SEOUL, Oct. 15 (UPI) -- South Korea's indigenous fighter jet program could overcome a technology transfer issue if Seoul elects a European contractor specializing in jet engines.
Eurojet Turbo GmbH's chief executive said Thursday it could manufacture its EJ200 without U.S. components, thus enabling South Korea to export future fighter jets, Yonhap reported.
In September, Seoul's Defense Acquisition Program Administration had said the United States had barred U.S. contractor Lockheed Martin from sharing some of the technologies that include an active electronically scanned array and a radio frequency jammer.
The dispute over technology transfer issues had threatened to stall the $6.7 billion project, but strategically valuable defense technology can be banned from trade under the International Traffic in Arms Regulations, or ITAR.
Eurojet is offering Seoul a package that includes technology that can integrate a "4.5 generation" engine into the fighter jet.
"We have bundled this package in a way we can make this engine ITAR free in order to support the exportability of the KF-X program to third-party countries," said Eurojet chief executive Clemens Linden.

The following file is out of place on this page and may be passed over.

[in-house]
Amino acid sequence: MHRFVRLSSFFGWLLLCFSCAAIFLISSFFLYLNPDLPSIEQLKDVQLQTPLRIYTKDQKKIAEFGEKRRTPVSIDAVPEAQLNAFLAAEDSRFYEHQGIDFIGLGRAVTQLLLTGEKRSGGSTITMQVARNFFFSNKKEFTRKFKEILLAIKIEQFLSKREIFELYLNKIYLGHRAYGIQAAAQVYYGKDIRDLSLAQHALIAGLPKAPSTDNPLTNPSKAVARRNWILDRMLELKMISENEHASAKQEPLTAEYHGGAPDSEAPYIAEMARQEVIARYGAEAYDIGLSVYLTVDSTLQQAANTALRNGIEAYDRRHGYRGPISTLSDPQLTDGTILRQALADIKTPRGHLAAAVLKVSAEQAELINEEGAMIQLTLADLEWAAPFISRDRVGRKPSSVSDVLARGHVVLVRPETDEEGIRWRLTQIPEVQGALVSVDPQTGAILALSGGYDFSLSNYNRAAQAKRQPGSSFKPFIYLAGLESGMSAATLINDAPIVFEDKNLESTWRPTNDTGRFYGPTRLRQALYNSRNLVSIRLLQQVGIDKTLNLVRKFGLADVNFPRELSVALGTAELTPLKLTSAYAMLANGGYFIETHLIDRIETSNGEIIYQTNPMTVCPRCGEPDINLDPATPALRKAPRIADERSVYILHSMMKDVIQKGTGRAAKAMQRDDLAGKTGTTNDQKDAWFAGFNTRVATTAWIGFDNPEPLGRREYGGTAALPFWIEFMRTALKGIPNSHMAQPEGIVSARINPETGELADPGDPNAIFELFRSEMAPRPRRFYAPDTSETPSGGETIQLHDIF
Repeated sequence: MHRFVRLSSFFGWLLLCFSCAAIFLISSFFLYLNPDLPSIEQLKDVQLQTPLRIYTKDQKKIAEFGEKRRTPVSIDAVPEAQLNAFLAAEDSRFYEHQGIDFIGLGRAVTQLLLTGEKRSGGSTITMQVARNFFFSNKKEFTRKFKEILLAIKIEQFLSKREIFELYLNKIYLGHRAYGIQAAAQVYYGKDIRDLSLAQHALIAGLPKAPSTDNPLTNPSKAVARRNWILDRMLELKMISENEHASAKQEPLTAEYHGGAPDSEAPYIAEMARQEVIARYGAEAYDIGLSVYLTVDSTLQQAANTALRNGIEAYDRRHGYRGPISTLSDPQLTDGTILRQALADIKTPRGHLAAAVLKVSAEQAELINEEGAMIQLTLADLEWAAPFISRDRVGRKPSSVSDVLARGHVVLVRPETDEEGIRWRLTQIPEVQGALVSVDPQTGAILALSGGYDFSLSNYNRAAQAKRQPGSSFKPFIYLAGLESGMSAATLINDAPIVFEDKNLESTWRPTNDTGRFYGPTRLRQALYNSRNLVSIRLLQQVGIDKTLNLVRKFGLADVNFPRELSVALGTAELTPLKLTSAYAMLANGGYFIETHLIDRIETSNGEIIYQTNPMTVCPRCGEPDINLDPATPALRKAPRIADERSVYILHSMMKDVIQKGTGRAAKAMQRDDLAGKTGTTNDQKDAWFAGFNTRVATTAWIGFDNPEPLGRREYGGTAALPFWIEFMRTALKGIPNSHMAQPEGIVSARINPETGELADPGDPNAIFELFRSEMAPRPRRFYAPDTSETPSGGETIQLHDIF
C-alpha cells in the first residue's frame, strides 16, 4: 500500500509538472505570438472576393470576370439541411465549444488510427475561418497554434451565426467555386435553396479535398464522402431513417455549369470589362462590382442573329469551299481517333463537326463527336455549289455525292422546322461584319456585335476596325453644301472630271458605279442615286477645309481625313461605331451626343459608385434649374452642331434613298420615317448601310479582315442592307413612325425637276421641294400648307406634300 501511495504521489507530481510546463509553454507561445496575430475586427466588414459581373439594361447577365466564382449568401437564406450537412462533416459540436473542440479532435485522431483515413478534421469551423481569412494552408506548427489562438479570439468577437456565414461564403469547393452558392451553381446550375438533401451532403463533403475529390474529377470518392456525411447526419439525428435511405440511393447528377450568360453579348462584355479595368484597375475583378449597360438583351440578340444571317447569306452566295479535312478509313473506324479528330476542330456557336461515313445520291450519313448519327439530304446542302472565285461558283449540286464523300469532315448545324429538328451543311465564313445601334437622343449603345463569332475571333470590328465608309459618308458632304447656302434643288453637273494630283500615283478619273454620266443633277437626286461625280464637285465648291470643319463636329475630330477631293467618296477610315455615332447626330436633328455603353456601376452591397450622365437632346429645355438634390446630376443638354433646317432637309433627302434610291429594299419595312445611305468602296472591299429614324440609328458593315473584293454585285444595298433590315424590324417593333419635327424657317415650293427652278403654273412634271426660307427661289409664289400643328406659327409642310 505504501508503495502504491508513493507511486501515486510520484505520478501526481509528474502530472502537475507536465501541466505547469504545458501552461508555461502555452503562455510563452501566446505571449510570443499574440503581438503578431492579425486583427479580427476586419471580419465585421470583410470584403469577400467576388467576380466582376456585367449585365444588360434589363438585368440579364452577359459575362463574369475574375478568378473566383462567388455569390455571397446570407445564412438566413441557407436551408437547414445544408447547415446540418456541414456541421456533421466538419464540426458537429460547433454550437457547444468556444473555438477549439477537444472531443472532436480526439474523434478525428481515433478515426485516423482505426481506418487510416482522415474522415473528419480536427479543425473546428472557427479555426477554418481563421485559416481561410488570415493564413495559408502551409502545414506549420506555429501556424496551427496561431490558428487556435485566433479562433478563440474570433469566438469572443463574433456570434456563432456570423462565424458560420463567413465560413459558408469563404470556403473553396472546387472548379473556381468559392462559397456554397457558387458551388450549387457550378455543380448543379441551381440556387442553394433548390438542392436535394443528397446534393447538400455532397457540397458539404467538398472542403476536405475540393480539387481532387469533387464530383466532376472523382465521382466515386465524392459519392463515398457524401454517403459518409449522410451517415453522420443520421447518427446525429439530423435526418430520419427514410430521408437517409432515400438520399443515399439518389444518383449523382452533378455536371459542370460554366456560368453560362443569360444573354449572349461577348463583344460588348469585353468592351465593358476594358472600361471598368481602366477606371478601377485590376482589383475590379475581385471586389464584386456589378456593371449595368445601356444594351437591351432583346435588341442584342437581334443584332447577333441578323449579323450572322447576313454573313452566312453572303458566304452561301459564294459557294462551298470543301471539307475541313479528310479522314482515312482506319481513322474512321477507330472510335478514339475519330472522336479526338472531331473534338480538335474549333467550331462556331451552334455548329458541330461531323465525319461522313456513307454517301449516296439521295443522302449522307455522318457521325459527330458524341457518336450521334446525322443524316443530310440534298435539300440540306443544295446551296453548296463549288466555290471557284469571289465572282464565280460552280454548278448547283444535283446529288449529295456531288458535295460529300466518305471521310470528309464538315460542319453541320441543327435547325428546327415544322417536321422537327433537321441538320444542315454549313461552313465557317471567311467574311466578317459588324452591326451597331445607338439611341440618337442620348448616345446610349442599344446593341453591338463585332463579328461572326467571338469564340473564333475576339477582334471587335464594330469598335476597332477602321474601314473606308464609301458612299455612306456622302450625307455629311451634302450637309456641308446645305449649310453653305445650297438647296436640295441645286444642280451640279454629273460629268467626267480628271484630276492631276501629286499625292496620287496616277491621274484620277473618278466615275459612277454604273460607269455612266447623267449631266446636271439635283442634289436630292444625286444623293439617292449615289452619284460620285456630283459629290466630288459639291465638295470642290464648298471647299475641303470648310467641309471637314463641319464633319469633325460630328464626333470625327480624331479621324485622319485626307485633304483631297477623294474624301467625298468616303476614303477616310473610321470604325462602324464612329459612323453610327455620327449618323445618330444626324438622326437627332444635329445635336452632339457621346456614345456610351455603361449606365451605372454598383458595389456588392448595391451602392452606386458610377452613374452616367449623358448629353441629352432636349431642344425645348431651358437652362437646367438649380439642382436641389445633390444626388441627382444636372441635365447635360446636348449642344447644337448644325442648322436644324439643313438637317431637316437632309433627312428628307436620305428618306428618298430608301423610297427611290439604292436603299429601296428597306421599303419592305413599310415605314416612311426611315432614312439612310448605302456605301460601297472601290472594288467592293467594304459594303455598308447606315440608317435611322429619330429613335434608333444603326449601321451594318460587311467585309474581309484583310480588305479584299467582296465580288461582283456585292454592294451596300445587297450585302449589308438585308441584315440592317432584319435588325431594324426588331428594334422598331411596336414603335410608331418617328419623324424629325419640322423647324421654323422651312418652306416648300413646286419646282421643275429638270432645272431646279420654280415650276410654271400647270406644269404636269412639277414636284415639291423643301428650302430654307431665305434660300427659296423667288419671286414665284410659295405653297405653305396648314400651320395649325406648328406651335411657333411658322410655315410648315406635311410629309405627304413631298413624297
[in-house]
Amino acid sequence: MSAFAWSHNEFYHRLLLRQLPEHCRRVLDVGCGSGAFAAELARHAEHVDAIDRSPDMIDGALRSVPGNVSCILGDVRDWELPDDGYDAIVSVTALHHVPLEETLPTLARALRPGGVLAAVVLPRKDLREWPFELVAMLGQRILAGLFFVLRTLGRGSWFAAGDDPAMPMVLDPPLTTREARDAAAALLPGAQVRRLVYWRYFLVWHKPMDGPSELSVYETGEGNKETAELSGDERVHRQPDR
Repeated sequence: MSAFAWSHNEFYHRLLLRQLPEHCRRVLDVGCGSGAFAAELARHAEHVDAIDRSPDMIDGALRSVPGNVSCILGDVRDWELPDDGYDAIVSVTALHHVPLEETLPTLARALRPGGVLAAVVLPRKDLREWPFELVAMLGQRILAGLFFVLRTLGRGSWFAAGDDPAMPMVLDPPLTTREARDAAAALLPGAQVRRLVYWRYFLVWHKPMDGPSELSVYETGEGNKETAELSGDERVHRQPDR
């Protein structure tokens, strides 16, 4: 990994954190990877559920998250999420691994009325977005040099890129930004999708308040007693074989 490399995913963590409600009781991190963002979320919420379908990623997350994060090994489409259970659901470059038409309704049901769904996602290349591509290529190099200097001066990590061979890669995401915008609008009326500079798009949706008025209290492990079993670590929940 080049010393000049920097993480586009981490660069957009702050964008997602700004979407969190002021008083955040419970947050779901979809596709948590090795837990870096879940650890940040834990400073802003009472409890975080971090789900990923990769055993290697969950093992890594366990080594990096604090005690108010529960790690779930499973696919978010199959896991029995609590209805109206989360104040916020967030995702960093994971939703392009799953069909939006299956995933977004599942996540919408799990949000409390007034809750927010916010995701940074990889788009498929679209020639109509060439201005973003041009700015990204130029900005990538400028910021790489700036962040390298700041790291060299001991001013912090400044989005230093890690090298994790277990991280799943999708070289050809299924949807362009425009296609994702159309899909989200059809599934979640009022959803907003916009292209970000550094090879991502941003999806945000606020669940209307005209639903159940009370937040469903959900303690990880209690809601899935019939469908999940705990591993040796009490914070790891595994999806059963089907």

The EJ200 is the engine used in the Eurofighter Typhoon. Eurojet was co-founded by four European firms in 1986, including power systems company Rolls Royce, South Korean newspaper Kyunghyang Shinmun reported.
Lee Doherty, senior vice president of Eurojet, said, "If South Korea adopts the EJ200 engine, it can benefit from the system development, production, operation and maintenance processes that come with the product, and gain a strong competitive edge in the global market."
Linden said the EJ200 comes equipped with a condition-based maintenance feature that tells the operator when to check the modules for servicing.
The Korean Fighter Experimental project is South Korea's plan to replace 120 older planes with new aircraft developed through one of the country's biggest defense projects.